“How business schools are adapting to the changing world of work.” I just finished reading this and it got me to thinking, and apparently to typing. In short, it offers a commentary on how business schools are changing what (and the way) they teach to prepare business students for the new world of business.


If you happen to be curious about what’s happening around you it doesn’t take long to feel the onslaught of information that suggests change of a profound scale is upon us, and will shake the very foundations of who we are, what we do, and how we will survive — AI and robotics will put hundreds of millions of people out of work (leaving them with little purpose), liberal democracy, although not out, is down for the count, our environment is cascading to a place that may not be able to sustain the world’s population, and our mastery of the gene may change what it means to be human. Is it all as dire as the collective has made it out to be? I really don’t know. Although I do know that there is a very good chance that the scope and scale of these changes will be greater than anything we have seen for quite a while.

I think we can all agree that impactful change is“afoot”.

The premise of the article, aside from still needing technical skills, was to impress that creativity and adaptability are now the cornerstones of business education; it went on to suggest that creativity, grit, teamwork, communication effectiveness and decision-making skills are crucial for long term success. I’m not entirely convinced some of these actually can be taught, but that wasn’t the first thing that came to mind. What came to mind was that when we’re young we possess these skills, and in turn, have them suppressed or broken by social and institutional endeavours — and after they are crippled and broken, have the same social and institutional endeavours suggest they can help develop them in your time of need. Why not just nurture these in the first place? Simplistic yes and maybe even trite, but nonetheless resonant.

cre·a·tiv·i·ty [ˌkrēāˈtivədē] NOUN : the use of the imagination or original ideas, especially in the production of an artistic work.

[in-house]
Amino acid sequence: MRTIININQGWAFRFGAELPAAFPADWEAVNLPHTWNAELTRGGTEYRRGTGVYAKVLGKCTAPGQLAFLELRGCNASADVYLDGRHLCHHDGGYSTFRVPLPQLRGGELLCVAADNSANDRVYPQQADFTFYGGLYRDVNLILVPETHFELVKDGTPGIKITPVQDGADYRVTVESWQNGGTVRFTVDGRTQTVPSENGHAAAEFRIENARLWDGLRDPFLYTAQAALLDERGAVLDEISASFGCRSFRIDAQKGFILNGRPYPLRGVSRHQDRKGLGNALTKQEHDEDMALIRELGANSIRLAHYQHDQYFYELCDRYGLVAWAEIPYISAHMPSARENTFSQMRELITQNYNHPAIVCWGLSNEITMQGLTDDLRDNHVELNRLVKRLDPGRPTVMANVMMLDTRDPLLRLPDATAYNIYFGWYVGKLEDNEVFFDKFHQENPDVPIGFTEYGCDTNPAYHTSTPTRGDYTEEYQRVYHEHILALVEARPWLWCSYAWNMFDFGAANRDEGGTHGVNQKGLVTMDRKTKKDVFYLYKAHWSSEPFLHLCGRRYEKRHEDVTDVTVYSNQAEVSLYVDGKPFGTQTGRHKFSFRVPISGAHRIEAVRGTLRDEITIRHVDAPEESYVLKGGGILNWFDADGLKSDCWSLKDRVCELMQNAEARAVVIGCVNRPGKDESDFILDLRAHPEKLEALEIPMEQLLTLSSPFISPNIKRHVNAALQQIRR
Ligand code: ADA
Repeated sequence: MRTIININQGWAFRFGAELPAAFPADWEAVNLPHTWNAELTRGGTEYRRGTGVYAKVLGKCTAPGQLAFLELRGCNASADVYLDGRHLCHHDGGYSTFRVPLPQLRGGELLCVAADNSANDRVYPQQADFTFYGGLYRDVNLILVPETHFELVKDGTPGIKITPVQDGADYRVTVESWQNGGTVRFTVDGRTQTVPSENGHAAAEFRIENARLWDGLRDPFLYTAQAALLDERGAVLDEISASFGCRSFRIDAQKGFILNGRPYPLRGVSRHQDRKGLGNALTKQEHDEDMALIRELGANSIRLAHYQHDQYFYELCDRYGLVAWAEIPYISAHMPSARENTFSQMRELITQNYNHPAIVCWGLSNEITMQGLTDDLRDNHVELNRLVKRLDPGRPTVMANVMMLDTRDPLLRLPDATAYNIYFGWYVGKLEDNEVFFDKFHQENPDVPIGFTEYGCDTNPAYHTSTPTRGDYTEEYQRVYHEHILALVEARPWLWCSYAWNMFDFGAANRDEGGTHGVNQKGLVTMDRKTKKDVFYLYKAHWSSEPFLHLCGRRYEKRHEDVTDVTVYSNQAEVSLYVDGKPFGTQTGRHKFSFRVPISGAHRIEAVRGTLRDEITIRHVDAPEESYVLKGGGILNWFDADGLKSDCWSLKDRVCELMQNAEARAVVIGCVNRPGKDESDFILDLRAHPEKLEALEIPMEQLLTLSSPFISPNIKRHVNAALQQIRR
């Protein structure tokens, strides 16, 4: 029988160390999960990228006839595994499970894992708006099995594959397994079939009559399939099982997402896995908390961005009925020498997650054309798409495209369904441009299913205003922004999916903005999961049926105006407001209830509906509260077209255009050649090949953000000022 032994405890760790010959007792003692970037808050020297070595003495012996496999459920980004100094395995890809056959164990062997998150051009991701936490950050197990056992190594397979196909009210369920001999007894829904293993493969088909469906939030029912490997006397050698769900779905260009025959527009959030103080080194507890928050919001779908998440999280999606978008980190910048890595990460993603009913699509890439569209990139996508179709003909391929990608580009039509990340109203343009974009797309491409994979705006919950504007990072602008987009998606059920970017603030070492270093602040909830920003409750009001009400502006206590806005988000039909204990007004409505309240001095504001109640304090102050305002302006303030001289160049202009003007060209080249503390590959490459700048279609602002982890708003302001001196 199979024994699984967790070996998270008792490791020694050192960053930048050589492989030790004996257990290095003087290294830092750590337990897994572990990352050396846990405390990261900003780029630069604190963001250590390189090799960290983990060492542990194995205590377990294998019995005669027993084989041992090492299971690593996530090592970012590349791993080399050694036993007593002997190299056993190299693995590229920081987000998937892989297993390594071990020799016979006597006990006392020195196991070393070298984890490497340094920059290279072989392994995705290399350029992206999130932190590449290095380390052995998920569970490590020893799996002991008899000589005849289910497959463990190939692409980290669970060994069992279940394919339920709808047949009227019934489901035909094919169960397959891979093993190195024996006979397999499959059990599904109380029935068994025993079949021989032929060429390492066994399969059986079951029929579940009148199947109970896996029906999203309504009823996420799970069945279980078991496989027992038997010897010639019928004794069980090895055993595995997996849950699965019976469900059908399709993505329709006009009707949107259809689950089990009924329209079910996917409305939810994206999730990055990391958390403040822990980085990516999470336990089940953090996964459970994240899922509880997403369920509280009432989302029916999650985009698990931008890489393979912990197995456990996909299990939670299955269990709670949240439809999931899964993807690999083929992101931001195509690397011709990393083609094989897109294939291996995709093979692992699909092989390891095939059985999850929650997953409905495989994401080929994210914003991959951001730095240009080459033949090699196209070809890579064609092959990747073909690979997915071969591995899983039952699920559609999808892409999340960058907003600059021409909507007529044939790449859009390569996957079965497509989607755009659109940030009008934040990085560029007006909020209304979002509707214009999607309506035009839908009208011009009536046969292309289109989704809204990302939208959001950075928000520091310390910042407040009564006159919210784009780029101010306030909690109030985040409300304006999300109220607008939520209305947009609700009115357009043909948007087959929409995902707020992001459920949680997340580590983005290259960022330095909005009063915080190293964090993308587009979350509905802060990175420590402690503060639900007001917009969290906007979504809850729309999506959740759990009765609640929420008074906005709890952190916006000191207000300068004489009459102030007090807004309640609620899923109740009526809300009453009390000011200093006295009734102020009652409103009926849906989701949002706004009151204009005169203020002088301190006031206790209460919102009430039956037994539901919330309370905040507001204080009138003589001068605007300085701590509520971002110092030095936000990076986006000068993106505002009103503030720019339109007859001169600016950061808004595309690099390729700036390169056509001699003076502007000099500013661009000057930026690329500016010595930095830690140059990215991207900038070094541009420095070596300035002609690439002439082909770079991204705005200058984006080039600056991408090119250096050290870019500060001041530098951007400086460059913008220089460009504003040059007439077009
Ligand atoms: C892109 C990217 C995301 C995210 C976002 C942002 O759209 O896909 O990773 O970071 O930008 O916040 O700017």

grit [ɡrit] NOUN : courage and resolve; strength of character.

team·work [ˈtēmˌwərk] NOUN : the combined action of a group of people, especially when effective and efficient.

communication-effectiveness [kəˌmyo͞onəˈkāSH(ə)n,iˈfektivnəs] NOUN : A two way information sharing process which involves one party sending a message that is easily understood by the receiving party.

de·ci·sion-mak·ing [dəˈsiZHənˌmākiNG] NOUN : the action or process of making decisions, especially important ones.

I don’t really know how impactful the coming changes will be but I do know I will work through them; I’m also not really in a position to speak intelligently regarding how our social and institutional endeavours encourage conformity and suppress anything innately outside the box of, and frankly I don’t even know if these are skills we are born with. What I do know though are these two things —

  1. When you read you learn something, you’re encouraged to think, and ultimate encourage others to do the same.

  2. Creativity, grit, teamwork, communication effectiveness and decision making skills are definitely crucial for anything you will ever do, and this includes adapting to the changing world of work.

And because I can’t help myself, I have to say we are born into this world hardwired for challenge so we definitely come with grit, and if you have ever sent a group of kids outside to play you know they will come up with something interesting (so I suppose they have creativity, teamwork, communication effectiveness and decision making skills in their young tool kit). At the very least this reinforces how important they are.